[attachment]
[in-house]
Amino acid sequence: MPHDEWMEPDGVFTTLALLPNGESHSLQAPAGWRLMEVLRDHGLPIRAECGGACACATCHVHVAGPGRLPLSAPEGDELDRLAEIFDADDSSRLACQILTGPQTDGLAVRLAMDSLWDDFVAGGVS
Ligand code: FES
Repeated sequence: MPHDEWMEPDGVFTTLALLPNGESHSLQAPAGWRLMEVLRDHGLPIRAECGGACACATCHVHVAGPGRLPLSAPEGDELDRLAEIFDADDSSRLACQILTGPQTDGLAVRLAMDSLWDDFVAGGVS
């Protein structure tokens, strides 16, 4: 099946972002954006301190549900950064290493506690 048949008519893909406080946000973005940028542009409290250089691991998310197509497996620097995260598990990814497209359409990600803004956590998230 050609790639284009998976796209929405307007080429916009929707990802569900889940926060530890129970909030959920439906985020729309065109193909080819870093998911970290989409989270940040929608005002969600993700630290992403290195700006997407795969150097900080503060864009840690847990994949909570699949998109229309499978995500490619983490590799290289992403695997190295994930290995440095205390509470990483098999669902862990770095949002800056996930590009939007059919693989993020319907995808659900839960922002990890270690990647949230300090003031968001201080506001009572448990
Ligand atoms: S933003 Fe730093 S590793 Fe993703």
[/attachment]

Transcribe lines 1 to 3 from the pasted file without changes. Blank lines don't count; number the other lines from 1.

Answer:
[in-house]
Amino acid sequence: MPHDEWMEPDGVFTTLALLPNGESHSLQAPAGWRLMEVLRDHGLPIRAECGGACACATCHVHVAGPGRLPLSAPEGDELDRLAEIFDADDSSRLACQILTGPQTDGLAVRLAMDSLWDDFVAGGVS
Ligand code: FES